Canadian Contractor

If you lien a customer “unfairly,” here’s what they can do…

Builders don't hold too many cards against customers who don't want to pay. But they DO hold most of the cards when it comes to liens.

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November 30, 2018 by canadiancontractor

A while back, a home builder’s customer posted here: “Our Builder Unfairly Liened Us.”

What if is a lien IS unfair? Now, before you read this next post, remember than lien legislation in Canada varies by province.

Here is a reply from Finsbury…

Unfortunately there is little you can do to remove a Builders Lien without involving the Supreme Court.

You could try to negotiating a voluntary discharge. If you can’t negotiate a discharge, the Builders Lien Act has a few options that can be used quickly to have a lien discharged. There is the option of paying funds into court which stands in place of the land. This allows the lien to be removed. As you have a direct contract with the builder this may not be an option. Another way to clear title is to post security in the form of either money, a letter of credit, or a lien bond. The amount is dependent on the circumstances of the debt. You do not accept liability for paying out the lien nor does it does mean that they will be paid anything at all. Both are subsequently determined in the legal action to enforce the lien.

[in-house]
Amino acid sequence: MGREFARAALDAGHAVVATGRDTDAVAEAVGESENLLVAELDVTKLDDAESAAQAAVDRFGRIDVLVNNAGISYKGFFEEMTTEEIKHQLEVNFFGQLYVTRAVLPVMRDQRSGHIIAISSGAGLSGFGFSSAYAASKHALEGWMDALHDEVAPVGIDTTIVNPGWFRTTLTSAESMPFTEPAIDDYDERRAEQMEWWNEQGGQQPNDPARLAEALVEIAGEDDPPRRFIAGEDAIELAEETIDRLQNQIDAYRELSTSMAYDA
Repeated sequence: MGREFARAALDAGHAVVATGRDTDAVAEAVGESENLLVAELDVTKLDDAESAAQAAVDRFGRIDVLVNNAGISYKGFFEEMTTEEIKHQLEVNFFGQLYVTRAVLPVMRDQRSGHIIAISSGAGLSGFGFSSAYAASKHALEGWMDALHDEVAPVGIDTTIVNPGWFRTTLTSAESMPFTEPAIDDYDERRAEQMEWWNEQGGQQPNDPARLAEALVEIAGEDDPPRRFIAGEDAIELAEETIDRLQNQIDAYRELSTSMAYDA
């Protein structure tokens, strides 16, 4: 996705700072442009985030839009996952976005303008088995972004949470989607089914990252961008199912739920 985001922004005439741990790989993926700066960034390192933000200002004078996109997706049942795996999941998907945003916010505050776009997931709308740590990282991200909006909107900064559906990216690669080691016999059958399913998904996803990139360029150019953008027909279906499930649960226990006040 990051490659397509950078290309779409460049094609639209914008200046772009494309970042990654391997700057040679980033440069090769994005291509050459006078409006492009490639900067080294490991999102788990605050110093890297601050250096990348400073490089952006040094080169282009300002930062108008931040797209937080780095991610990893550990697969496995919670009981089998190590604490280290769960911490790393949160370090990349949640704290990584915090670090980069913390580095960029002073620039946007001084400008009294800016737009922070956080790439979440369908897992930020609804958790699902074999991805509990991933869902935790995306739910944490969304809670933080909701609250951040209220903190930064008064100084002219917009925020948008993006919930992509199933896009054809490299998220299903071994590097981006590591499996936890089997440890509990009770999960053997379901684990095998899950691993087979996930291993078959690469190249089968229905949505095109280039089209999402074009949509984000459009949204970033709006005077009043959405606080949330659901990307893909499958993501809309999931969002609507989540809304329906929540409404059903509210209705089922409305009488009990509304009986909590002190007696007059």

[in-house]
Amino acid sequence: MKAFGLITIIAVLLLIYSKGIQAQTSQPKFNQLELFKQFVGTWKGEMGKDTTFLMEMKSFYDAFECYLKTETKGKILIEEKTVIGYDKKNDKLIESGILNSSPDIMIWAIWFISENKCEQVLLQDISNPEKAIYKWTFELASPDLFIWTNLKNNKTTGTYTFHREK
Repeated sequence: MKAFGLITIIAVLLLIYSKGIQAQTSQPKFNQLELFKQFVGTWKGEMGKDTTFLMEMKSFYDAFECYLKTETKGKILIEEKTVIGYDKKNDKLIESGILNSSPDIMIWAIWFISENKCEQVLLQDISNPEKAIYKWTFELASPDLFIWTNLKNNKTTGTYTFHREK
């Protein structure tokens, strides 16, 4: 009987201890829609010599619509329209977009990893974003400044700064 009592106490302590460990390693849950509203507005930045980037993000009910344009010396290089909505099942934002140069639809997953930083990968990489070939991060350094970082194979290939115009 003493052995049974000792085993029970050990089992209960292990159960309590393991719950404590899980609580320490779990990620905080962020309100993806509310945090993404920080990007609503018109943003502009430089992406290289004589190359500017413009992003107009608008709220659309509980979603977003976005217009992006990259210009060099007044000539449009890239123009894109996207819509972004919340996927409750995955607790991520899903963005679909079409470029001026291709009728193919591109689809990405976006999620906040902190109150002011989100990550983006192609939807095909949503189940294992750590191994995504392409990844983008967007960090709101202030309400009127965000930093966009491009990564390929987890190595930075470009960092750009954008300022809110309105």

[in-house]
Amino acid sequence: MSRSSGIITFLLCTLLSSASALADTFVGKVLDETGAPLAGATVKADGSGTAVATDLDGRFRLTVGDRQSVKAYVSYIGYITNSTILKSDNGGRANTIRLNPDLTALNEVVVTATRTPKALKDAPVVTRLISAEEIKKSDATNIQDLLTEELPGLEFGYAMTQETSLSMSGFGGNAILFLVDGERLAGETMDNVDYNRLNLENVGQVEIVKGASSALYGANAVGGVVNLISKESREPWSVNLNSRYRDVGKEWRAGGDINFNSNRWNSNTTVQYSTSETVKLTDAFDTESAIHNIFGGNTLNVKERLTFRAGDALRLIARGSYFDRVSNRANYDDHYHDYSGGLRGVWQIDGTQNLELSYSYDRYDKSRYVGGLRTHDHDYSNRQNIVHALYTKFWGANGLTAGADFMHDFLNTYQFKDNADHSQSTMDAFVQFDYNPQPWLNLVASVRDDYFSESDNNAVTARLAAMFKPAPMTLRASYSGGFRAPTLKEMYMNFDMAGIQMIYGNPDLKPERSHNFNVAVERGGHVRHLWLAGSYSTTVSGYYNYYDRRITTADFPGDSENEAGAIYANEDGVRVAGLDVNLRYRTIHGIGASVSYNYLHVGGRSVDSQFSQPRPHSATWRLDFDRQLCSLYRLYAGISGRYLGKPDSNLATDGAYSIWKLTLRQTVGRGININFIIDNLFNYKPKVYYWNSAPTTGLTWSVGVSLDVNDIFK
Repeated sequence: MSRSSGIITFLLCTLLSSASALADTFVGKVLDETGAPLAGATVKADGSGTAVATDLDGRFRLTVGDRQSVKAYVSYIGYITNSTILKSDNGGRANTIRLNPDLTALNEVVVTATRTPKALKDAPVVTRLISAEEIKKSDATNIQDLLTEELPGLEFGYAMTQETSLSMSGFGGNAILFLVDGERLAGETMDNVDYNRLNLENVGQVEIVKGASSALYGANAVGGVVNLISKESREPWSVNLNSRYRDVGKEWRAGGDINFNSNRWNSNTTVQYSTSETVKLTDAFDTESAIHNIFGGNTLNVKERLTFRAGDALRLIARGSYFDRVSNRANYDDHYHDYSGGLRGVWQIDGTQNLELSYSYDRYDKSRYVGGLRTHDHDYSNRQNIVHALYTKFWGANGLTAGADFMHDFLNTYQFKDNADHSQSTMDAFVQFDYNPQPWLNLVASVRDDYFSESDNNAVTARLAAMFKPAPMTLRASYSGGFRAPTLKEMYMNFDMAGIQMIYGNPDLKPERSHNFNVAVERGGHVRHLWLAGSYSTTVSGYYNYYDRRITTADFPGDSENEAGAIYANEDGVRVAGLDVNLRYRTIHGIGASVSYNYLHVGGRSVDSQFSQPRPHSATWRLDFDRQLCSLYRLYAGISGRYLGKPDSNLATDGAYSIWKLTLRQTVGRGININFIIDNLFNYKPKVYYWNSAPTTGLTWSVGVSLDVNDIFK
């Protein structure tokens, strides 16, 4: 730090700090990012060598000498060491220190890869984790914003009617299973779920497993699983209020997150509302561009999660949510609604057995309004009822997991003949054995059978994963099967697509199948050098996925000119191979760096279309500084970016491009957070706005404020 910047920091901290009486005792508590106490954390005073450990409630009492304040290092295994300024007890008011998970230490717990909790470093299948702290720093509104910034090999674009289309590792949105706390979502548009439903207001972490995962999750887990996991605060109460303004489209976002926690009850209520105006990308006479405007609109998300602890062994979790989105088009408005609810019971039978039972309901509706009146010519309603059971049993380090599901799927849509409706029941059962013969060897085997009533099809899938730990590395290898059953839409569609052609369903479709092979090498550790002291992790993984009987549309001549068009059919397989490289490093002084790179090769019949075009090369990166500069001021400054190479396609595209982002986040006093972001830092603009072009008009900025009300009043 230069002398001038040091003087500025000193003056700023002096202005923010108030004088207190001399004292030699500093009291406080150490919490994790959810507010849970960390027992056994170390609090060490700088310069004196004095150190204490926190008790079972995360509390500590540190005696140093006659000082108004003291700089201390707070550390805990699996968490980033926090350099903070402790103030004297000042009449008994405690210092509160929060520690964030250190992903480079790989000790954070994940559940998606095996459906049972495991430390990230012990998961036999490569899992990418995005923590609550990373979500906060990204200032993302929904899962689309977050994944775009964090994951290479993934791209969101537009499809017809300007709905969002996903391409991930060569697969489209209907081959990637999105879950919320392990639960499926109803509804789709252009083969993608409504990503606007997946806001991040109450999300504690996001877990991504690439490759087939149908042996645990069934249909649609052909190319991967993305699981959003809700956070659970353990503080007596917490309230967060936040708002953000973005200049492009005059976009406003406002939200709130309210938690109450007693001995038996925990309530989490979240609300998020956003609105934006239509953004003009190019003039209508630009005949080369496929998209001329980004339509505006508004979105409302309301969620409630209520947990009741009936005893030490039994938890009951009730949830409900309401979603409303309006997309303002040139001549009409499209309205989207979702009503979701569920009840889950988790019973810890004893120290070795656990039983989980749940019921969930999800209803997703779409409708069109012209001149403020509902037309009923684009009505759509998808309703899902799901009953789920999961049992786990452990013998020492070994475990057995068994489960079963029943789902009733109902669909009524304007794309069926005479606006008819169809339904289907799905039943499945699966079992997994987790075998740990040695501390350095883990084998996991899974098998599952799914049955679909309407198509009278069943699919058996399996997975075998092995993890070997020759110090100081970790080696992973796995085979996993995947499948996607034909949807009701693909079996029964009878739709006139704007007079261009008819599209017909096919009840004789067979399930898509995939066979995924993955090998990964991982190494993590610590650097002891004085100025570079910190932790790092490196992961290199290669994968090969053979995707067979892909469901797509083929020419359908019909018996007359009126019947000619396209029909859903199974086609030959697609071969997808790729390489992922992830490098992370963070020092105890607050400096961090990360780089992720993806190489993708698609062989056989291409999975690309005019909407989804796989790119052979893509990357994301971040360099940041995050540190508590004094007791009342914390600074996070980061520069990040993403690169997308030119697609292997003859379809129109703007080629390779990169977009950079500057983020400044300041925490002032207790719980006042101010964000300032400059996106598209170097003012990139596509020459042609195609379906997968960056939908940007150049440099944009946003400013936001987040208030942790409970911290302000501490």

You could do nothing. In order to enforce their lien, they must start legal action within one year of filing the lien otherwise it will be extinguished. If there is no urgency to remove the lien off title, you could choose to wait to see if they enforce it. If they don’t, you can have the lien discharged due to the passing of time.

If you can’t wait, you can force them to start the process of proving their lien. The Act allows you to force them to commence legal action to enforce their lien claims by delivering a Notice to Commence an Action within 21 days. If they don’t started it within that time, the lien is extinguished.

Another option is if the lien is vexatious, frivolous, or abusive or is incorrect (i.e., filed against the wrong property). If a lien is clearly invalid, the Act allows you to apply to the court to have the lien cancelled. Emphasis is on you to prove that the lien is defective (i.e., it contains an error in the name of the filing party or the client). However the lien is likely to only be cancelled if it is obvious that it cannot succeed. Unfortunately,y the courts are reluctant to throw out liens unless they are very clearly defective.

This is a very complicated area and you should exercise caution and talk to a lawyer prior to pursuing any avenue stated above.




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